Cancer of the uterine cervix is the third most common gynecologic cancer diagnosis and cause of death among gynecologic cancers in the United States . Cervical cancer has lower rates than uterine corpus and ovarian cancer, as well as many other cancer sites. These rankings are similar to global estimates for other developed countries . Unfortunately, in countries that do not have access to cervical cancer screening and prevention programs, cervical cancer remains the second most common type of cancer (17.8 per 100,000 women) and cause of cancer deaths (9.8 per 100,000) among all types of cancer in women.
Human papillomavirus (HPV) is central to the development of cervical neoplasia and can be detected in 99.7 percent of cervical cancers . The most common histologic types of cervical cancer are squamous cell (69 percent of cervical cancers) and adenocarcinoma (25 percent) .
The epidemiology, risk factors, clinical manifestations, and diagnosis of invasive cervical cancer will be reviewed here. Screening and prevention, staging, and the management of cervical cancer and preinvasive disease are discussed separately. (See "Screening for cervical cancer: Rationale and recommendations" and "Invasive cervical cancer: Staging and evaluation of lymph nodes" and "Management of early stage cervical cancer" and "Management of locally advanced cervical cancer" and "Cervical intraepithelial neoplasia: Management of low-grade and high-grade lesions".)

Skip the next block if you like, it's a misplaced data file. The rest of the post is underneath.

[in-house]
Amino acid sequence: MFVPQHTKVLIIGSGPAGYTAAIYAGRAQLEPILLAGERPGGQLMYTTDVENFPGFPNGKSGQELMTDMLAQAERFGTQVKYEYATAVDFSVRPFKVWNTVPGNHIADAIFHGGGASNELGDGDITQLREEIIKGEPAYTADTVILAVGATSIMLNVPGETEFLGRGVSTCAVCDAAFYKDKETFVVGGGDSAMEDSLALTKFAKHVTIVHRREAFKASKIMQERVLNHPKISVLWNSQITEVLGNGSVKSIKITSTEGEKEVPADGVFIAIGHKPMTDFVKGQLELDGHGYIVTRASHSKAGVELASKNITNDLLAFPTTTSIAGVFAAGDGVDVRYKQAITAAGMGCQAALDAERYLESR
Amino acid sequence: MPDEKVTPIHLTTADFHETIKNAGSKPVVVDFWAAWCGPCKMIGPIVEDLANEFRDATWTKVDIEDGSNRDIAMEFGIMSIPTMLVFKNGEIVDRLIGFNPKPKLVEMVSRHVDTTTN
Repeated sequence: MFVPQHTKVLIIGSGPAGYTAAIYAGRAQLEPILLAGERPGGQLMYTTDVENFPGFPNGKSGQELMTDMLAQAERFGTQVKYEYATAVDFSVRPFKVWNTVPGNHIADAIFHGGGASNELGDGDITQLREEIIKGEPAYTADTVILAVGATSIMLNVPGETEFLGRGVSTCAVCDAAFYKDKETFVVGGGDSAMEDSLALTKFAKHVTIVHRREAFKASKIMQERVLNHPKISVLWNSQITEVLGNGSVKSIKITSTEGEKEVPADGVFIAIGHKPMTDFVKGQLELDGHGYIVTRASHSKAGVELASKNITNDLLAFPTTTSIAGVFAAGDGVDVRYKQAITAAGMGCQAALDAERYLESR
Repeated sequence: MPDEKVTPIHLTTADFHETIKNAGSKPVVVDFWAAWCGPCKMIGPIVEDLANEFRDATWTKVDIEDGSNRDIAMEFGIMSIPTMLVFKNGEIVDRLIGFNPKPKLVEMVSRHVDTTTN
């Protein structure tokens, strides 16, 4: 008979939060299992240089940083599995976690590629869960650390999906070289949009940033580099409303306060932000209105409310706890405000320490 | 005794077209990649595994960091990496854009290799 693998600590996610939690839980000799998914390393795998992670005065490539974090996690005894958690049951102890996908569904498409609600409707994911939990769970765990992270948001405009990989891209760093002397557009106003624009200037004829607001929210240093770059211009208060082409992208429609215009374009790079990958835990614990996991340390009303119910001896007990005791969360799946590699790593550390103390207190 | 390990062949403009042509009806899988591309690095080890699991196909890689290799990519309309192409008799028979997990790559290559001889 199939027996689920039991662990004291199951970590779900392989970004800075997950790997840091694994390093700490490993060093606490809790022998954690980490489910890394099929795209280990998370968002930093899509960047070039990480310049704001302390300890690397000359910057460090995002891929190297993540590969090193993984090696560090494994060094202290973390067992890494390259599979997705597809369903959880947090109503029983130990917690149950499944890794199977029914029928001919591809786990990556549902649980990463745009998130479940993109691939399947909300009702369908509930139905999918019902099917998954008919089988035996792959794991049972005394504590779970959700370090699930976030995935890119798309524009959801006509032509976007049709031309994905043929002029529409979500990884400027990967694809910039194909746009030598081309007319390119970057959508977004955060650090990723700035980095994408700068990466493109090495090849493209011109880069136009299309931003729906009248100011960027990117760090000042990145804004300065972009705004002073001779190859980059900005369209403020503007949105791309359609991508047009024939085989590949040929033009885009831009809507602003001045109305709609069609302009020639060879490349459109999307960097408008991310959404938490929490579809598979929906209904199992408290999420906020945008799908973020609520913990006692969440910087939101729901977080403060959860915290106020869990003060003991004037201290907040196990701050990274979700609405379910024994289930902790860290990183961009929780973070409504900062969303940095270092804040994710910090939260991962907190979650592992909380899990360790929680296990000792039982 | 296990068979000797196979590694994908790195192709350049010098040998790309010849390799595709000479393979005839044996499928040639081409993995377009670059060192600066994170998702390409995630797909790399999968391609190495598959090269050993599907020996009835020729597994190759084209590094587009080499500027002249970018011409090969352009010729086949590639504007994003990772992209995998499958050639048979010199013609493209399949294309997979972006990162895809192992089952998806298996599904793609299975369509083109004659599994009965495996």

EPIDEMIOLOGY AND RISK FACTORS
Incidence and mortality — Globally, cervical cancer accounted for an estimated 530,000 new cancer cases worldwide and for 275,000 deaths in 2008 . Eight-six percent of new cervical cancer cases will be seen in developing countries . Worldwide, the mortality rate from cervical cancer is 52 percent . Global incidence and mortality rates depend upon the presence of screening programs for cervical precancer and cancer and of human papillomavirus vaccination, which are most likely to be available in developed countries. Due to these interventions, there has been a 75 percent decrease in the incidence and mortality of cervical cancer over the past 50 years in developed countries [7,8].
In developed countries in 2008, cervical cancer was the tenth most common type of cancer in women (9.0 per 100,000 women) and ranked below the top ten causes of cancer mortality (3.2 per 100,000). In contrast, in developing countries it was the second most common type of cancer (17.8 per 100,000) and cause of cancer deaths (9.8 per 100,000) among women. On the continent of Africa and in Central America, cervical cancer is the number one cause of cancer-related mortality among women . (See "Screening for cervical cancer: Rationale and recommendations" and "Screening for cervical cancer in resource-limited settings" and "Recommendations for the use of human papillomavirus vaccines".)